Details of a few recent and upcoming events warrant mention. The papers from the DAISY2009 Conference held in Leipzig last month are now available online on the DAISY2009 website. A link to the recording of the sessions will be published in the DAISY Planet when it becomes available. Papers from the BrailleNet seminar held in Paris on October 14 are also published online (note: they are in French). The seminar was well attended by representatives from the National Library, Ministry of Culture, and several French associations of/for Visually Impaired People. Two future conferences which will be of interest are Techshare India 2010 – Bridging the Barriers, February 15-16, 2010, New Delhi, India (call for papers closes October 30) and the 26th Pacific Rim International Conference on Disabilities, April 12-13, Honolulu, Hawaii. Registration and Call for Proposals are now open.
Belated congratulations go to Niels Thøgersen and his amazing team at xml-tekst ApS in Roskilde Denmark for being awarded the Danish tender for study materials for persons with a reading disability.
"Your Story" this month is from Elke Dittmer. I had an opportunity to meet with Elke about 'her story' prior to the DAISY2009 Conference in Leipzig. Thank you Elke for taking the time share your story with us.
If you have news about your organization or company, or about issues relevant to the DAISY community, please let us know by using the Contact Us form (Newsletter category). You can also submit a comment (supportive or critical) for the Letters to the Editor column or let us know you'd like to share 'Your Story' with the Planet readers using the Contact Us form. Your input helps us to keep the DAISY Planet alive and well.
Thanks for mentioning Daisy Producer in the DAISY Planet. I just wanted to add a small correction: the license for Daisy Producer is currently the GNU Affero General Public License which "is based on the GNU GPL, but has an additional term to allow users who interact with the licensed software over a network to receive the source for that program. We recommend that people consider using the GNU AGPL for any software which will commonly be run over a network." We might change the license terms at a later point, but it will certainly remain an open source license.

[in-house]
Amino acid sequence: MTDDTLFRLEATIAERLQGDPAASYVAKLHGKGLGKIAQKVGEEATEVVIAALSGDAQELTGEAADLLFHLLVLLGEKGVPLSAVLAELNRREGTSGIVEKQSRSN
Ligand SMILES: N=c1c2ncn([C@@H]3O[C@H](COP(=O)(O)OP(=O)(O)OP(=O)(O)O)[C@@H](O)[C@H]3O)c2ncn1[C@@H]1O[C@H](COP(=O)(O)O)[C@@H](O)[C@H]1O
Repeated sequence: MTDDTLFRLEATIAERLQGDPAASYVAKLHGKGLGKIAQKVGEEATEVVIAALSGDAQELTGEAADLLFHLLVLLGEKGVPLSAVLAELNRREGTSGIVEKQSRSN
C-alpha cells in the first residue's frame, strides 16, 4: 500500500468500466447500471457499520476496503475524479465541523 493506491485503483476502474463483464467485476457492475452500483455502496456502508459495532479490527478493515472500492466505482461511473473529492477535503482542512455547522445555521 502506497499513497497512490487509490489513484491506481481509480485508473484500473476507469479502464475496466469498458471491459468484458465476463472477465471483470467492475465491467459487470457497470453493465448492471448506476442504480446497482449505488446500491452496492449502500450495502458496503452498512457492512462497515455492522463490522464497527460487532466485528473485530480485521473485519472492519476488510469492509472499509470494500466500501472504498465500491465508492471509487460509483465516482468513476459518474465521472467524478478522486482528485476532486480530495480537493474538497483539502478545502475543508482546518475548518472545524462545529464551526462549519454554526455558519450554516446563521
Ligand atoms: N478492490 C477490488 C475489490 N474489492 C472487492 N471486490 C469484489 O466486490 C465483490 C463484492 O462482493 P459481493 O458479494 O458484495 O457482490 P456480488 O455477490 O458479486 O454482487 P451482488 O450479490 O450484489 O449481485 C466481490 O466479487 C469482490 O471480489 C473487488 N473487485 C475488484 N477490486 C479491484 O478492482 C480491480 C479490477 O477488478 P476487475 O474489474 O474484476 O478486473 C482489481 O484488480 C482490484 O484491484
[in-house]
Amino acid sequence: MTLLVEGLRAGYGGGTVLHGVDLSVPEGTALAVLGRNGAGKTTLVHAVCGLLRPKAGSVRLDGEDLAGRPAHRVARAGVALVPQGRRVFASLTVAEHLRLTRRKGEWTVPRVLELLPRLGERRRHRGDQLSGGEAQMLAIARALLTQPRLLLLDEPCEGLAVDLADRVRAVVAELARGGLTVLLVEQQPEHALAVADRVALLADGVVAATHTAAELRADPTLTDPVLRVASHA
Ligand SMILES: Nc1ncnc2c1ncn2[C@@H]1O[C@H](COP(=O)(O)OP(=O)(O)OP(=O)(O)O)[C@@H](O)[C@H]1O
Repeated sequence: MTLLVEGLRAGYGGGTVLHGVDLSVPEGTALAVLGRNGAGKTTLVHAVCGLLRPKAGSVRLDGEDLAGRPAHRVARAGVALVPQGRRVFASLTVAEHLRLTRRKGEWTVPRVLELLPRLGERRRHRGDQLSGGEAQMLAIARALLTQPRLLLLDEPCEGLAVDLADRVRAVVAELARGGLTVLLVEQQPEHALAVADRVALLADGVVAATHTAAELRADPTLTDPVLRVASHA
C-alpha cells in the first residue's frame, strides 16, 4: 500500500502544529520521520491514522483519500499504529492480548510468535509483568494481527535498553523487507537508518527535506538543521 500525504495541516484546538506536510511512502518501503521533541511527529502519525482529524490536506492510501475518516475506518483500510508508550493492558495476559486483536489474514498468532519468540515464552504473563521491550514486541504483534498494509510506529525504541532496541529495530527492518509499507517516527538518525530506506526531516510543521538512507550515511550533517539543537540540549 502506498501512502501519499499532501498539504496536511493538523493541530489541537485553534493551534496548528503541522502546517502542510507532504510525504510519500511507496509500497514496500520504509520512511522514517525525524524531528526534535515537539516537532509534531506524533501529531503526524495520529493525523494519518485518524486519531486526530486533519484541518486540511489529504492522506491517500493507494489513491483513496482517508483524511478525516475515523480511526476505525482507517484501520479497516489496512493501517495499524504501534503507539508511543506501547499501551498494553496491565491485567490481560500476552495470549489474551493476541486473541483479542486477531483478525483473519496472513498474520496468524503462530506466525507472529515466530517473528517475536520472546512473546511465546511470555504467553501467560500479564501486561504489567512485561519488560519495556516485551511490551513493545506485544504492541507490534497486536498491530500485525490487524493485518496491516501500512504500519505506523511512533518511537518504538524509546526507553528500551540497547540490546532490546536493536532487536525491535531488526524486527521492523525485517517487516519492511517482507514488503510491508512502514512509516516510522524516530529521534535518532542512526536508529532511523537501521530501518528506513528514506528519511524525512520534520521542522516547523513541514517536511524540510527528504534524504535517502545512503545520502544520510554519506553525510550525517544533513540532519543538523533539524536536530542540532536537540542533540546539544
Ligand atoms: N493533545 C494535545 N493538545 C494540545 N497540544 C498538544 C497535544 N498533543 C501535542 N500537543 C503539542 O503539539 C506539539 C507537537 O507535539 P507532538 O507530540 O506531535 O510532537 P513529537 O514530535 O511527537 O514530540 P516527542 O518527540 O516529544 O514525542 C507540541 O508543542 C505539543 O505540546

Swiss Library for the Blind and Visually Impaired
Editor's Note: Many thanks for your input and apologies for the inaccuracy in the article in the September DAISY Planet. The wording has been corrected.
Thank you very much for the excellent information about our conference, DAISY2009, you have provided in the September DAISY Planet. We really enjoyed having the whole DAISY family here in Leipzig and it makes me personally proud that the results of the conference were mention in so many of the articles.
Currently DZB is working on a DAISY version of the recorded sessions, which will be available on the DAISY2009 conference website. As soon as it is finished, I will drop you a note to share it with everyone in the DAISY Planet.
I wish you personally, and all the DAISY folks, further success in our challenging work together.
Dr. Thomas Kahlisch,
Director DZB Leipzig
It was good to catch up at in Leipzig. The newsletter [September DAISY Planet] looks good and covers some really interesting areas - great stuff.
General Manager Marketing & Fundraising,
and DAISY Board Representative for
I have read the September issue. Packed with great information from the conference. Always high quality information on what DAISY is doing.